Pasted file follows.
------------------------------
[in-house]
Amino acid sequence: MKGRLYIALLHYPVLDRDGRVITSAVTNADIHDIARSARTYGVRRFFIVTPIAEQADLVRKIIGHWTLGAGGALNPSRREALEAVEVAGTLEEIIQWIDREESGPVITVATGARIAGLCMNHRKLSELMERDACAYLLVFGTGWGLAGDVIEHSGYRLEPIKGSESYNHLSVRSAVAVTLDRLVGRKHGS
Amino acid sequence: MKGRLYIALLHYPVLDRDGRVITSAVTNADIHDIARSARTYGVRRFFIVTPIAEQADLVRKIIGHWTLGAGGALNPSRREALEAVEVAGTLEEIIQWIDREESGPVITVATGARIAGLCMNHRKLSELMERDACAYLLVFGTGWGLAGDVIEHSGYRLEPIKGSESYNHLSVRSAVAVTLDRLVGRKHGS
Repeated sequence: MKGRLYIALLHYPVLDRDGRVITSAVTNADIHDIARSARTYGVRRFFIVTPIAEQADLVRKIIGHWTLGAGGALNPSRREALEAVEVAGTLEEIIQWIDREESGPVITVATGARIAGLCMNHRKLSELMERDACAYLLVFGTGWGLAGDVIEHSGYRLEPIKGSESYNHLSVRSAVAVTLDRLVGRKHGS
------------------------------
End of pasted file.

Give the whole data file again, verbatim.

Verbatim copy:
[in-house]
Amino acid sequence: MKGRLYIALLHYPVLDRDGRVITSAVTNADIHDIARSARTYGVRRFFIVTPIAEQADLVRKIIGHWTLGAGGALNPSRREALEAVEVAGTLEEIIQWIDREESGPVITVATGARIAGLCMNHRKLSELMERDACAYLLVFGTGWGLAGDVIEHSGYRLEPIKGSESYNHLSVRSAVAVTLDRLVGRKHGS
Amino acid sequence: MKGRLYIALLHYPVLDRDGRVITSAVTNADIHDIARSARTYGVRRFFIVTPIAEQADLVRKIIGHWTLGAGGALNPSRREALEAVEVAGTLEEIIQWIDREESGPVITVATGARIAGLCMNHRKLSELMERDACAYLLVFGTGWGLAGDVIEHSGYRLEPIKGSESYNHLSVRSAVAVTLDRLVGRKHGS
Repeated sequence: MKGRLYIALLHYPVLDRDGRVITSAVTNADIHDIARSARTYGVRRFFIVTPIAEQADLVRKIIGHWTLGAGGALNPSRREALEAVEVAGTLEEIIQWIDREESGPVITVATGARIAGLCMNHRKLSELMERDACAYLLVFGTGWGLAGDVIEHSGYRLEPIKGSESYNHLSVRSAVAVTLDRLVGRKHGS